The other time I came across the powerful ogre was when he was drunk at a local watering hole. I was much older by this point and he saw me not as a threat, but close enough to be… not a friend, but more a friendly acquaintance. He pulled me in for a rough hug. He had at least a foot on me and probably around a hundred pounds. I could feel his rounded gut, hard, pressing against me. He downed a mug of something, as if it were water, before slamming his palm against the counter for more. The table rattled under his weight, such a powerful creature. In no time at all, the ogre’s anger got the best of him. He ended up fighting someone out in the parking lot, being pulled away by three men, no less, before walking home alone. His anger, as it goes with most ogres, is the dominant emotion and always got the better of him.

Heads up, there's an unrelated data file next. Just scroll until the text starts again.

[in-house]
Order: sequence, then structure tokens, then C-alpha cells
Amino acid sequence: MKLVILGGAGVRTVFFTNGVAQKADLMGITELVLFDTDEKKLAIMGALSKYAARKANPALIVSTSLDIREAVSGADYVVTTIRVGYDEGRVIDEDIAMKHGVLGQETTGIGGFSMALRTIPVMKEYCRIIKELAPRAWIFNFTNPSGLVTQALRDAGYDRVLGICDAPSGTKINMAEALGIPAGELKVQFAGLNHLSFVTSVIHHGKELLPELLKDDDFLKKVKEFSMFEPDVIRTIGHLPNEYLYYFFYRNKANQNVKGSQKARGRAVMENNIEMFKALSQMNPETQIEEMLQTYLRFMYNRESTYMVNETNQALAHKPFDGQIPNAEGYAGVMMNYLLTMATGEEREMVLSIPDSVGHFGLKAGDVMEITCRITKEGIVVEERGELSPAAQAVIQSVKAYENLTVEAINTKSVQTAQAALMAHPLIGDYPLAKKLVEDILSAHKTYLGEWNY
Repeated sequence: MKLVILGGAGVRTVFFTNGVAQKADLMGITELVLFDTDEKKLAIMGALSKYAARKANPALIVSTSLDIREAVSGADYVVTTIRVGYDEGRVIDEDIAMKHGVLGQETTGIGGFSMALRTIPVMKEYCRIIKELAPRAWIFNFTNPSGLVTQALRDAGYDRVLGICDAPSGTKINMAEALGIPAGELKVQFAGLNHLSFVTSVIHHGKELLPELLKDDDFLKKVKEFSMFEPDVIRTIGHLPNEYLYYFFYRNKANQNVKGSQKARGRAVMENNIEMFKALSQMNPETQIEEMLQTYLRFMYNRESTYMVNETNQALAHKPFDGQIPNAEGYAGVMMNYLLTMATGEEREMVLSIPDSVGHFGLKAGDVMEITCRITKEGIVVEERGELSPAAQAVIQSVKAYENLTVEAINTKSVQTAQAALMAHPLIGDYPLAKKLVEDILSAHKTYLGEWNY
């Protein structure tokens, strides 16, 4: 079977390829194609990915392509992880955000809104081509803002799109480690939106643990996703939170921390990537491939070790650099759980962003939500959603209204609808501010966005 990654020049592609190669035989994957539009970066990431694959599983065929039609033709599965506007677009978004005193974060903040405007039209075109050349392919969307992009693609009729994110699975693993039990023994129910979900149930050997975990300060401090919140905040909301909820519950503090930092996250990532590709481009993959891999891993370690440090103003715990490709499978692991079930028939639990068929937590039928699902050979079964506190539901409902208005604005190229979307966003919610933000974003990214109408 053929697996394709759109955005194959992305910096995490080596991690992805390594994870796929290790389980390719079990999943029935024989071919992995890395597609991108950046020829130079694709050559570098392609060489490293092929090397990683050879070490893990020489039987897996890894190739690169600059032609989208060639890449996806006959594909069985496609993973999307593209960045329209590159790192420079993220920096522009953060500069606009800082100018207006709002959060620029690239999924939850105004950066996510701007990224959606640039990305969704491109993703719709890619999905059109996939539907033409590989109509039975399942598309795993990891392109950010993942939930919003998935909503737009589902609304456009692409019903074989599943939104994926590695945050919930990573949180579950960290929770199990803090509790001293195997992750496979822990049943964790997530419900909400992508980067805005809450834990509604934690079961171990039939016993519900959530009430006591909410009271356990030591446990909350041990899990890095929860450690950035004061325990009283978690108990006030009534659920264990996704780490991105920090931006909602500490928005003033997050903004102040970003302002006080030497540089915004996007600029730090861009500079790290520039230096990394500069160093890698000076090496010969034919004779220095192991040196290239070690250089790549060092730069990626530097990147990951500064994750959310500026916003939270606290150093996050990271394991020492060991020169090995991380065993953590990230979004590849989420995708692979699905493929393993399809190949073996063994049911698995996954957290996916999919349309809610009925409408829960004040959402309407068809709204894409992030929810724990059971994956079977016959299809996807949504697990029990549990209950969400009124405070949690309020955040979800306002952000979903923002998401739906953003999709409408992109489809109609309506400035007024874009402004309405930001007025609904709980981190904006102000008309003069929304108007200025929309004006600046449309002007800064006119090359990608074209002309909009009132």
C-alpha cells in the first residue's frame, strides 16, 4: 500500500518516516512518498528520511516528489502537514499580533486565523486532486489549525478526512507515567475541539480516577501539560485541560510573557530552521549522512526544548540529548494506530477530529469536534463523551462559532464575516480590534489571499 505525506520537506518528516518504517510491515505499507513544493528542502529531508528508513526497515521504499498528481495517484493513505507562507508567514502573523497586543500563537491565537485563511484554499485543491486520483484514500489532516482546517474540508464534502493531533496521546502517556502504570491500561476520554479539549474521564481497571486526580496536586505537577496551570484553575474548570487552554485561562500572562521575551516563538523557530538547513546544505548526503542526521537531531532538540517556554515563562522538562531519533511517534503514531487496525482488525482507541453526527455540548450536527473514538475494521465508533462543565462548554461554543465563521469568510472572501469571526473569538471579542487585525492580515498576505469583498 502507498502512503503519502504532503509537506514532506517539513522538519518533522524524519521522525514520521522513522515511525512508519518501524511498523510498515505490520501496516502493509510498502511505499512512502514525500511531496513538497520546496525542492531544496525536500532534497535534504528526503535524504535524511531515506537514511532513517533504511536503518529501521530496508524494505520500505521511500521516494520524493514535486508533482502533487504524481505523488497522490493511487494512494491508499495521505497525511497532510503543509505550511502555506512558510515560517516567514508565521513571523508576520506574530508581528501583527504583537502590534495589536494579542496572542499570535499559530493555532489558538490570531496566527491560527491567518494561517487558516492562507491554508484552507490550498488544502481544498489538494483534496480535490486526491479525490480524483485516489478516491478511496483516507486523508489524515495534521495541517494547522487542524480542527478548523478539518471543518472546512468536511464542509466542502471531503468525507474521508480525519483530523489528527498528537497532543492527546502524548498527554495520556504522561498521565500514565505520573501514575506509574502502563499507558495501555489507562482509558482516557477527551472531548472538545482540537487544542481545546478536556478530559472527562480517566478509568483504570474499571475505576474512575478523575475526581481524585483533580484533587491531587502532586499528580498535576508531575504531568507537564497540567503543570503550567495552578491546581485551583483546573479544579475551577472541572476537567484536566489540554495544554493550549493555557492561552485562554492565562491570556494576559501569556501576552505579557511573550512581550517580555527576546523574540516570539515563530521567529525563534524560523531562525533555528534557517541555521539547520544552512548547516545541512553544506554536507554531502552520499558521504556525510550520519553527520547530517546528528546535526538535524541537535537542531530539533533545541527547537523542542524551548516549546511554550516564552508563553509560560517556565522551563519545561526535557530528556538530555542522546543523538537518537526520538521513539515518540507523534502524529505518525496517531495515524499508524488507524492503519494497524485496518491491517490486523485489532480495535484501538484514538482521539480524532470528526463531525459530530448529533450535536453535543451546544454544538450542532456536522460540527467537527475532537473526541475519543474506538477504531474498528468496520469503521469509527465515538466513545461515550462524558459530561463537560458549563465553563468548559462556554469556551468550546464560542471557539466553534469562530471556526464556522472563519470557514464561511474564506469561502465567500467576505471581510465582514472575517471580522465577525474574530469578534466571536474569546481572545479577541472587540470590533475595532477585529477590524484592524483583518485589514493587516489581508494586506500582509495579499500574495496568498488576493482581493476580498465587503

Rage defined him. It could’ve been joy, although that emotion took many more years to set inside his heart. It started with a simple ‘hello’ and a wave from his porch. It ended with him running out in the middle of the street for me. It took everything for me to fight the urge to flee. He stopped me and put his hand on my shoulder. He knew me or remembered me somehow. We talked a little about things I knew nothing about. He wanted to talk some about himself and I didn’t mind. He was manifesting a friendlier nature and, although I found it surprising, I was in awe and had to respect it. When we both got older, me and Wild Bill, it was like we were both learning more about him. He was seeing himself in a different light, one never exposed in his volatile childhood days. He talked most of the time. I never got a word in anyway, but never wanted to interrupt him His stream of consciousness I found fascinating. He was digging for something and uprooting wisdoms inside himself that he thought ancestral, sacred, ineluctable. He couldn’t touch them, until now. I was uncovering buried treasures in his memory.